While working to train the world’s up-and-coming veterinary technology students, I realized that it has been a long time since I was in their place. For the seasoned technicians reading this, remember when you first started, either as an RVT or as an assistant training up? Although my students will receive associate’s degrees and have their credentials, school does not equate to experience; they will be competing against seasoned technicians and assistants for jobs in this tough economy.
I interviewed Mimi Riddering, one of my students, to talk about her struggles and challenges. Mimi will remind us all of what it was like when our hands shook as we placed our first catheters, when our dosages were double-checked (and should still be!), and when we were afraid to record a fecal analysis as “negative” or “no parasites found” for fear that the patient had invisible giardiasis.
What was your main challenge entering a vet tech program?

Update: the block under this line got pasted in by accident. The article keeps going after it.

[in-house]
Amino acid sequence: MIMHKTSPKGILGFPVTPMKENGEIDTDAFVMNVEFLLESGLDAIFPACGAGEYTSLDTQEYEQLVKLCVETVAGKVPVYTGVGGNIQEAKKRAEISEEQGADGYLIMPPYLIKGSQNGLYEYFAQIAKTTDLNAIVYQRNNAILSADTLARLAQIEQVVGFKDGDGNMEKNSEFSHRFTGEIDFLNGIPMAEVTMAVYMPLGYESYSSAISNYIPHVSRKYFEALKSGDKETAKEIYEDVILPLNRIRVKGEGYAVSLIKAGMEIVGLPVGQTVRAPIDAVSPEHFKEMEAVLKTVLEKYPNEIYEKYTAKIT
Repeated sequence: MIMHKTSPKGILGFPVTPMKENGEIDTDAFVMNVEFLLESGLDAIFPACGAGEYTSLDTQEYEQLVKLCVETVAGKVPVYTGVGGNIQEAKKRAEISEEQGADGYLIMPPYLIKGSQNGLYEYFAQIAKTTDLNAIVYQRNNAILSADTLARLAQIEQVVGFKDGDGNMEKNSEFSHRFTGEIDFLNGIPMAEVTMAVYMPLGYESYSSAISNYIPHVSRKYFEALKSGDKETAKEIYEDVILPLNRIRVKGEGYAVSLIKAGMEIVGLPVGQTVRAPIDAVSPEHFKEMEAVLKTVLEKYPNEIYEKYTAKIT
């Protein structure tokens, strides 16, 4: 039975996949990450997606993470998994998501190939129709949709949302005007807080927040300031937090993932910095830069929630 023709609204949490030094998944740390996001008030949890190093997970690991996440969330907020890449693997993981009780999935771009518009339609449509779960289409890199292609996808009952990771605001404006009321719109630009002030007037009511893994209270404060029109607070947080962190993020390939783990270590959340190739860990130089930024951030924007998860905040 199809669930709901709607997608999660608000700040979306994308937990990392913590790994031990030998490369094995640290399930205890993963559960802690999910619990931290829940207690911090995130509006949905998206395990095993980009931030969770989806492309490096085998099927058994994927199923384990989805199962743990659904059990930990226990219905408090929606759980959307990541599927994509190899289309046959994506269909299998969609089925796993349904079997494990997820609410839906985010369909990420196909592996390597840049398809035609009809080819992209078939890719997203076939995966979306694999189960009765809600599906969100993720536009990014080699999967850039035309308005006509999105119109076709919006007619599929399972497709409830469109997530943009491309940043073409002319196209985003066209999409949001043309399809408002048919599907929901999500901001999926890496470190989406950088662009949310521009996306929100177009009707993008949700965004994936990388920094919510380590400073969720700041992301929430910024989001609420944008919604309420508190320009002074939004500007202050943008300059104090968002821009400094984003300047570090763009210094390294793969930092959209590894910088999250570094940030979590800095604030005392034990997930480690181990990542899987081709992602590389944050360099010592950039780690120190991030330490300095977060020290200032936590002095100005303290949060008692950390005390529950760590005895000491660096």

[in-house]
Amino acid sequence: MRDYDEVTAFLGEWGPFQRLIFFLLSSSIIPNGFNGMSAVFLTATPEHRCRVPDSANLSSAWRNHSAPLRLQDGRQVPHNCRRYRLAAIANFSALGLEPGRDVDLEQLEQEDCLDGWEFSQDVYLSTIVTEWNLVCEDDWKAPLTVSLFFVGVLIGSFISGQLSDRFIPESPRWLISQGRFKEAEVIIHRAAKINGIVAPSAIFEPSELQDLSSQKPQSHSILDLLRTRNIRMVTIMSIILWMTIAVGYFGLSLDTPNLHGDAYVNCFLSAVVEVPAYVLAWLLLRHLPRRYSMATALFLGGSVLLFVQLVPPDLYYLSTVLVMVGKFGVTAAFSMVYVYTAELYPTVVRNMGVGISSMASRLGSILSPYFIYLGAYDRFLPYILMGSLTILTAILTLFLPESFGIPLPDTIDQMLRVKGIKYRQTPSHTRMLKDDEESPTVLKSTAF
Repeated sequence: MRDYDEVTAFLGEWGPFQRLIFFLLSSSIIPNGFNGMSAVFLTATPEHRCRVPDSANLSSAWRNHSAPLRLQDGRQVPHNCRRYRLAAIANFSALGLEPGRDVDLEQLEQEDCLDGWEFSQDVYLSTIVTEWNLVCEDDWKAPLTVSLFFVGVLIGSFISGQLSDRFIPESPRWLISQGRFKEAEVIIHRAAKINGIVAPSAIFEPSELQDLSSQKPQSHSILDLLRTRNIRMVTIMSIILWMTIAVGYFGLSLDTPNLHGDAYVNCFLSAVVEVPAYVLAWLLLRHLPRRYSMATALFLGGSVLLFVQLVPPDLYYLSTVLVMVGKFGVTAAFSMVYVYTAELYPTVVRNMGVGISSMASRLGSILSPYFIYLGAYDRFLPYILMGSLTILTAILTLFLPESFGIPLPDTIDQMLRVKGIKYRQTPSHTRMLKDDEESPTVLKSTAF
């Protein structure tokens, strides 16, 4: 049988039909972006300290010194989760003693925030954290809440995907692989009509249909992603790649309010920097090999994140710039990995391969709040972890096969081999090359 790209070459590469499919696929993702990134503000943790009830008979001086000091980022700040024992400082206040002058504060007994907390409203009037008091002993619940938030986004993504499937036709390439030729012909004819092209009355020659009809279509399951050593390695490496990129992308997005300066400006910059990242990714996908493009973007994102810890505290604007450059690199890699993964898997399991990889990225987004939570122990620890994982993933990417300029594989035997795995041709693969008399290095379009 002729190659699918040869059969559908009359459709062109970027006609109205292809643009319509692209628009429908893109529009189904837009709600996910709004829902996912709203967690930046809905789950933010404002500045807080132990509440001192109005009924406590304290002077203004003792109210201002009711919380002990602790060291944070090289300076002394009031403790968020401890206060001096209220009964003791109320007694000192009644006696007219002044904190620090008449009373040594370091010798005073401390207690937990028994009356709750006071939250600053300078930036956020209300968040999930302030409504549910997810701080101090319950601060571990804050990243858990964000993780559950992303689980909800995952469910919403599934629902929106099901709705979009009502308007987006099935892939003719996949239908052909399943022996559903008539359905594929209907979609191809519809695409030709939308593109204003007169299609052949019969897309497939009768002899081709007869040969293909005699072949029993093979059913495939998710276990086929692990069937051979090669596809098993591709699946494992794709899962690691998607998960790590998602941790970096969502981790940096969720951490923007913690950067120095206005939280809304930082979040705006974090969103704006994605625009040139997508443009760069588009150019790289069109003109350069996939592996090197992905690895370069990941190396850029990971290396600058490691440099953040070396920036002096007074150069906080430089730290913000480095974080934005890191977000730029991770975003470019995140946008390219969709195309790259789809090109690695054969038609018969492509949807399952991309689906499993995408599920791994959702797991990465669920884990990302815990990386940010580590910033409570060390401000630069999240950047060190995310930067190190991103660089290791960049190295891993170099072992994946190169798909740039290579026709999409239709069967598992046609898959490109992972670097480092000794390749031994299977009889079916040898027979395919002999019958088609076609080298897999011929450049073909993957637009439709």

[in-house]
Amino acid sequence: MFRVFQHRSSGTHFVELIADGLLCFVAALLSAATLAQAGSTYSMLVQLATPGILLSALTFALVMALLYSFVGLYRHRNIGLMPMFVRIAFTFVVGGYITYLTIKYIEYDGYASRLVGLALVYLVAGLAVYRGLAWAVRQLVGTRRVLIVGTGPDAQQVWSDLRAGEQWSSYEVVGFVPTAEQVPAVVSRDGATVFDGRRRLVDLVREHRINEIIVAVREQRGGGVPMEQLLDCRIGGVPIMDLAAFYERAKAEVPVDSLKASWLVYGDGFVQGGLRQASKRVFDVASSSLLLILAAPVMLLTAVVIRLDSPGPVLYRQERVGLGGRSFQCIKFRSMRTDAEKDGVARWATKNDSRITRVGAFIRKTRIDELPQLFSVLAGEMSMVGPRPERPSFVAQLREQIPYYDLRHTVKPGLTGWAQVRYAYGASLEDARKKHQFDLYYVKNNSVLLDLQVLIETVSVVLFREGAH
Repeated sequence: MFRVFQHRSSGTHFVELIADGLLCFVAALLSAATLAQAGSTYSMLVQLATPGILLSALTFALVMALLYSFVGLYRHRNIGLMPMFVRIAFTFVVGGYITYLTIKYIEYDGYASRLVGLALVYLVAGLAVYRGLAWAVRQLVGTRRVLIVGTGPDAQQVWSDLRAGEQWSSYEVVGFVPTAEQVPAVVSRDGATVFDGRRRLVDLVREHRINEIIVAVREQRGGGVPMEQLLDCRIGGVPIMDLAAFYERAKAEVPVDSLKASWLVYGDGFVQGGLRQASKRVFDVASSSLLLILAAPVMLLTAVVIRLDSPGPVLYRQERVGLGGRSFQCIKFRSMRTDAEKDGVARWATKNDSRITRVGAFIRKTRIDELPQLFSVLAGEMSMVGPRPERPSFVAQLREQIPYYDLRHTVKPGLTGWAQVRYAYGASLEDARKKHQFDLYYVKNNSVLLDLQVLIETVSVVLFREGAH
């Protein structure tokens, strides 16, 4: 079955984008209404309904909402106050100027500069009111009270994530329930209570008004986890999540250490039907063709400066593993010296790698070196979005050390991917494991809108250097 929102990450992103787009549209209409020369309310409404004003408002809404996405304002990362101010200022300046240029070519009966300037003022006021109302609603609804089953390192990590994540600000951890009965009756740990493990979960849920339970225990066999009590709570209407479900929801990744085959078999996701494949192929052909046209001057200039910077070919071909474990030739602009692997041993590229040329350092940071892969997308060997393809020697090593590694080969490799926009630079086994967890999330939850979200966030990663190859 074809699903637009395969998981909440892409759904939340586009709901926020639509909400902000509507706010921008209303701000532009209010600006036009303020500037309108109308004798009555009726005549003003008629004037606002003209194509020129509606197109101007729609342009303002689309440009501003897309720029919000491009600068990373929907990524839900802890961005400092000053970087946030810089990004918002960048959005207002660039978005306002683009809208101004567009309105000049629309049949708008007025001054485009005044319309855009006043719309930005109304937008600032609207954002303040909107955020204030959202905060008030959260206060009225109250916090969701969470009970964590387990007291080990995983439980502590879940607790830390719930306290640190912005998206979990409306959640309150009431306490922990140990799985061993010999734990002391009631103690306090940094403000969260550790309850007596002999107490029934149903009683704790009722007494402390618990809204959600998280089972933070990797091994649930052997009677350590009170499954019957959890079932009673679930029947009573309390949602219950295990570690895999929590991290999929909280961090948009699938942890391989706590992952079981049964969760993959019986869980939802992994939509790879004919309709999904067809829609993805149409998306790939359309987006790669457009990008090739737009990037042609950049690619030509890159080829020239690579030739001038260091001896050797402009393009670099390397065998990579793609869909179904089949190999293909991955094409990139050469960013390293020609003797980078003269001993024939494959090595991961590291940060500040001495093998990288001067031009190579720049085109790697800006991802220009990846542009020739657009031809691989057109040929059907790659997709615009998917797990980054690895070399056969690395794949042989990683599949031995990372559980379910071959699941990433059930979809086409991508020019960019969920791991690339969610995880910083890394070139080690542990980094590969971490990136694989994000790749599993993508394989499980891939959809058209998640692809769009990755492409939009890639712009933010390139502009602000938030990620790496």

I am an older student who chose to change careers. My main challenge was figuring out how to afford the time and money to pursue a new career path, but my support system helped immensely.
What has been your biggest struggle during your vet tech program?
The program is accelerated, so it has taken a lot of commitment to keep school as my priority and to balance the needs of the rest of my world with that commitment.
What will be your main challenge exiting the vet tech program?
It is hard to define, but there will be several. Entering a career where many in the field have experience that I do not have, even though I will have a degree and a vast amount of “book knowledge,” is intimidating. Also, our economy is of great concern because I know the veterinary field has been impacted by the recession. Will my personality, degree, and enthusiasm be enough to land me a position that will pay a comfortable salary? I don’t know, but I have hope.
Do you believe you have grown professionally and/or personally in your program?
Absolutely, I have grown. It is a gift to be able to pursue something I am interested in and absorb all of the information being offered. I have been able to use what I am learning to expand my knowledge of animals and to offer that knowledge to the world. This has been pivotal in developing professionally. Personally, taking a risk and going back to school has been challenging and has forced me to evaluate what is and isn’t important. And I have discovered a sense of pride in small victories.